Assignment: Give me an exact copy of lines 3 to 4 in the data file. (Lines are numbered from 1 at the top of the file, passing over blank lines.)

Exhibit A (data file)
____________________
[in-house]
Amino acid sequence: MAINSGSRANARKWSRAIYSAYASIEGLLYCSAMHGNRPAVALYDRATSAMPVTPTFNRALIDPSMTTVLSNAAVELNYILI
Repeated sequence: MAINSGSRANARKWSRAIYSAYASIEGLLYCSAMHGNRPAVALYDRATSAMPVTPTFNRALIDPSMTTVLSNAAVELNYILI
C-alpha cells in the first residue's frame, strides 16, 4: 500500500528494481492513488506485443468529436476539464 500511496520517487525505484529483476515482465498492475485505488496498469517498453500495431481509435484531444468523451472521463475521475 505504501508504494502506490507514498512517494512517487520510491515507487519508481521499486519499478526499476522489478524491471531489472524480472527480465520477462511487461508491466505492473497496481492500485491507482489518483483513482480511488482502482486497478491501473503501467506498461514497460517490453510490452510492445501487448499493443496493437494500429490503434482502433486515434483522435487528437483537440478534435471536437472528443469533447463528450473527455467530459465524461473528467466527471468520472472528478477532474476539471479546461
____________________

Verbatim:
Repeated sequence: MAINSGSRANARKWSRAIYSAYASIEGLLYCSAMHGNRPAVALYDRATSAMPVTPTFNRALIDPSMTTVLSNAAVELNYILI
C-alpha cells in the first residue's frame, strides 16, 4: 500500500528494481492513488506485443468529436476539464 500511496520517487525505484529483476515482465498492475485505488496498469517498453500495431481509435484531444468523451472521463475521475 505504501508504494502506490507514498512517494512517487520510491515507487519508481521499486519499478526499476522489478524491471531489472524480472527480465520477462511487461508491466505492473497496481492500485491507482489518483483513482480511488482502482486497478491501473503501467506498461514497460517490453510490452510492445501487448499493443496493437494500429490503434482502433486515434483522435487528437483537440478534435471536437472528443469533447463528450473527455467530459465524461473528467466527471468520472472528478477532474476539471479546461